Put Together the Perfect Cheese Board with Luke Williams of Culture Club Cheese
There is nothing as satisfying as sitting down to a well-prepared, perfect cheese board and a glass of wine. It’s the ultimate no-cook dinner, as well the most sophisticated way to end a meal. But building the perfect cheese board can be a little intimidating.
What cheeses do we choose? What accompaniments do we need to serve alongside them? Do the cheeses need to complement one another at all? Well, in times like these, we think it’s best to turn to the professionals, so we sat down with the cheese king, Luke Williams of Culture Club Cheese, who gave us the lowdown on what makes the perfect cheese board.
Putting Together the Perfect Cheese Board
As with most things in life, you need to understand the rules so that you can break them, and according to Luke, with cheese, it’s no different.
There are 5 broad families of cheese, namely goat’s, soft bloomy (your Camembert-style), hard cheeses, washed rind (like epoisses) and blue cheese. If you’re one to play by the rules, and want to put together a simple cheeseboard, a good guideline to follow is placing one of each of these on your board. Generally, the flavours work well together and the intensities won’t overpower one another.
Choosing your Goat’s Cheese
For our introduction board, Luke has stuck to the general cheeseboard guidelines, while using all local cheeses.
This board begins with a Tanglewood, a mild goat’s cheese that has a similar texture and structure to a Gouda. While mild, it is certainly not bland, and has a rich, buttery and nutty flavour.
This is what Luke describes as the gateway to goat’s cheese, as it’s often the goat’s cheese he gives to people who swear they don’t like goat’s cheese, as it’s so easy eating.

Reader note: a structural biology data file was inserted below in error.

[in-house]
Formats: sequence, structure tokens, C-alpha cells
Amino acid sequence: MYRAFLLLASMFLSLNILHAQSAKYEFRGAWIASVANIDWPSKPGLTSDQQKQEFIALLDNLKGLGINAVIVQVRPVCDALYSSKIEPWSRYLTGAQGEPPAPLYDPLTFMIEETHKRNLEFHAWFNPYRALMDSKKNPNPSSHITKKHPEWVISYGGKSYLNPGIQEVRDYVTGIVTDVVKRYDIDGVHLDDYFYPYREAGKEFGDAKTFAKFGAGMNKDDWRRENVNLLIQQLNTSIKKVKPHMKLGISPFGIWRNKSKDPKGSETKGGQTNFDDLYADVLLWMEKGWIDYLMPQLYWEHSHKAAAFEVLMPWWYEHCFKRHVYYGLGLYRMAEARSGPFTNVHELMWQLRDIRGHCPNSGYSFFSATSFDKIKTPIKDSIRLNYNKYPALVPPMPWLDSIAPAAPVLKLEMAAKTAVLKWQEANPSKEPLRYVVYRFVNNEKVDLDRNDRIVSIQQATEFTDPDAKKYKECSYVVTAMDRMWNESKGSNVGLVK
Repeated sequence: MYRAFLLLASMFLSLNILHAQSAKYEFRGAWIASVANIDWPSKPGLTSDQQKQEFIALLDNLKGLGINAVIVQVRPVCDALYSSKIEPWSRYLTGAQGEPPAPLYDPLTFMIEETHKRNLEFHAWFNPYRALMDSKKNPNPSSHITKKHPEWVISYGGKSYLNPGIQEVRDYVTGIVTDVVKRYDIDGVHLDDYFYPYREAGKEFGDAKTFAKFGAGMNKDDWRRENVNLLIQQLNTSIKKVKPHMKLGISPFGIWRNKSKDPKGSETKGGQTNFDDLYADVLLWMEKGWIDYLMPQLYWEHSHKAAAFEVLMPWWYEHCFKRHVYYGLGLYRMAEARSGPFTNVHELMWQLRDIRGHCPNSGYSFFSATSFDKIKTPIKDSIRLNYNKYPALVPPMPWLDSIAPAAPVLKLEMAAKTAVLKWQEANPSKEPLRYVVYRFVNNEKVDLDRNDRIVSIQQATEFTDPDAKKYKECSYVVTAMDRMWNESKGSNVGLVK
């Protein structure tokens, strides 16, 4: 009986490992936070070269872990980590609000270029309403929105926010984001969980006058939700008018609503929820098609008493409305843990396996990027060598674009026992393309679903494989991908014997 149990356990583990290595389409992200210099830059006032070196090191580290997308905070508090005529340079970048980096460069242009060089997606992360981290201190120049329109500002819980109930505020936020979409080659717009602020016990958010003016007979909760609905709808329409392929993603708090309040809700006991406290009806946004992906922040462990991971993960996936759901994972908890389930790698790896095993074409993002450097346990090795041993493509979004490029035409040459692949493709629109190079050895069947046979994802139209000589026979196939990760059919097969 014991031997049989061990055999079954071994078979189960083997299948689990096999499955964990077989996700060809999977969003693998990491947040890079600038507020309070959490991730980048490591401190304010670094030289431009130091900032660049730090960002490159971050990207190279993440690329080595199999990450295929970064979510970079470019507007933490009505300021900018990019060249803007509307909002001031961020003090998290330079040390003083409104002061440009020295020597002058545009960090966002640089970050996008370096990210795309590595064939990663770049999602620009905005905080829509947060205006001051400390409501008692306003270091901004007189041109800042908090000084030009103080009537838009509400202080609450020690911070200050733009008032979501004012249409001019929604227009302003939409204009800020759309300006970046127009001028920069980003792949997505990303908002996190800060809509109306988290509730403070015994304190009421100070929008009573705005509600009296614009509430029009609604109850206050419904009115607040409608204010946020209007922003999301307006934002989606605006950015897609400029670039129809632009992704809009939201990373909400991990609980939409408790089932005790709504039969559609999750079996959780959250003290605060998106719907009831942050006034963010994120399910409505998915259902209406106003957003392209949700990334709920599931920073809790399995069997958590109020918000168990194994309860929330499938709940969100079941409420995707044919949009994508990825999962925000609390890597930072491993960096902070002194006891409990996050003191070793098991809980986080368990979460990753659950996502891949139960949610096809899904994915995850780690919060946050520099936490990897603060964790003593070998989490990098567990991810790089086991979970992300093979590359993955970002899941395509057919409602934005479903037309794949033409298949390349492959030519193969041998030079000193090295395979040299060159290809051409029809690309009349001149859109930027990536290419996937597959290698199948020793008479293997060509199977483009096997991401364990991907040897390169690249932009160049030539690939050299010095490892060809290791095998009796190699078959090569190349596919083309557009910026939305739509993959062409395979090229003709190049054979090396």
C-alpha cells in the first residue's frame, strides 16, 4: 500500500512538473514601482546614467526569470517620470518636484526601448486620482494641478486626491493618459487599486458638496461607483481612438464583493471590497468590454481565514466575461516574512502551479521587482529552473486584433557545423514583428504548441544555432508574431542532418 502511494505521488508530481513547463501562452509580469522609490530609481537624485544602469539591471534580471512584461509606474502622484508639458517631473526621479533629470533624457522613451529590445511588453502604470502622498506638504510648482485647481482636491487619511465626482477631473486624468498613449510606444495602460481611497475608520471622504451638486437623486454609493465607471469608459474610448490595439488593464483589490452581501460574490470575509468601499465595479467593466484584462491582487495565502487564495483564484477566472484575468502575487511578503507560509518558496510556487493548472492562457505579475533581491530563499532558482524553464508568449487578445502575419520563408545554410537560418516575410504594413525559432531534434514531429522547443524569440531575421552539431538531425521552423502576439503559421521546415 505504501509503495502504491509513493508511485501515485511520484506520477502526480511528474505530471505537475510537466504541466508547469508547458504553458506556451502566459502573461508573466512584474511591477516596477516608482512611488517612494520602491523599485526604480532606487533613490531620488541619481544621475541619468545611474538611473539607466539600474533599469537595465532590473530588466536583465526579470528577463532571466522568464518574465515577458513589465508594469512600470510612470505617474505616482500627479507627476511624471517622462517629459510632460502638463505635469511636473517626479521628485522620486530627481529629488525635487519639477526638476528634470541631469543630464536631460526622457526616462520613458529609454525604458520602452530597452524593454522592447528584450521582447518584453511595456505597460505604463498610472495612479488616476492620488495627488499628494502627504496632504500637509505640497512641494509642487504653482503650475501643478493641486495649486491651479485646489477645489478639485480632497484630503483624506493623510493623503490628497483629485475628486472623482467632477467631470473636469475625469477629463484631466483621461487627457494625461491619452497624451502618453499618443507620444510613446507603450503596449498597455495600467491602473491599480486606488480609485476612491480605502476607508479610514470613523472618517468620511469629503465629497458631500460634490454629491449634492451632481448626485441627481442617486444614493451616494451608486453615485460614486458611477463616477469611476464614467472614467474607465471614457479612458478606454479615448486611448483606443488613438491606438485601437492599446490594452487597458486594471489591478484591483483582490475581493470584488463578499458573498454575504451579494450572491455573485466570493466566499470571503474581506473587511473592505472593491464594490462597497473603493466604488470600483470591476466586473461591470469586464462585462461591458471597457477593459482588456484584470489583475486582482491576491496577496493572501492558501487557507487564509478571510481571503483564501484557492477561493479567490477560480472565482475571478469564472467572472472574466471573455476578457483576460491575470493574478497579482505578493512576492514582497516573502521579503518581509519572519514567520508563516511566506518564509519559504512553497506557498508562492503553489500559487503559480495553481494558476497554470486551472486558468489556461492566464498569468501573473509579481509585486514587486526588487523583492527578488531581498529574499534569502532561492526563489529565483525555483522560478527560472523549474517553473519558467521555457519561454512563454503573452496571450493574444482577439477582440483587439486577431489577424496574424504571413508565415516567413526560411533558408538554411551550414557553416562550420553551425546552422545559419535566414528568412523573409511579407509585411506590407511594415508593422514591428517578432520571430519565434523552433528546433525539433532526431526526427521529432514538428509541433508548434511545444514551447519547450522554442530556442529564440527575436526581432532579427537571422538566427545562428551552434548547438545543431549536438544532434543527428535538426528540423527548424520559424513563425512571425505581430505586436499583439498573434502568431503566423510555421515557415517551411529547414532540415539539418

Choosing your Bloomy Cheese
Next up, representing the soft bloomy cheeses, is a Goukambert, which is a local version of the famed French Camembert.
At the moment, it’s not overly pungent and in your face, so is perfect for our introductory board. It’s mild and delicate, and deliciously creamy.
Choosing your Hard Cheese
The hard cheese on this board is the younger De Pekelaar Boerenkaas, which is easy to eat for any newbie cheese person. It’s non-committal and simply an enjoyable cheese.
Choosing your Washed Rind Cheese
Next up is the Karoo Sunset, which is the washed rind for this board. According to Luke, this younger version isn’t massively pungent or stinky, as the bacteria hasn’t quite worked its way down through the cheese.
Having said that, though, it’s still a rather intense cheese. There are umami, meaty notes that definitely come through. To round off this platter, Luke has used the Blue Moon, a Jersey milk blue cheese from outside Knysna. This dense cheese is creamy, buttery and tangy and finishes off this classic platter beautifully.
Creating the Cheese Connoisseur’s Perfect Cheese Board
If you consider yourself the cheese fan and have mastered the introduction cheeseboard, then the connoisseur’s board might be more up your alley. This board features a mix of local and international cheeses and is something of a showstopper.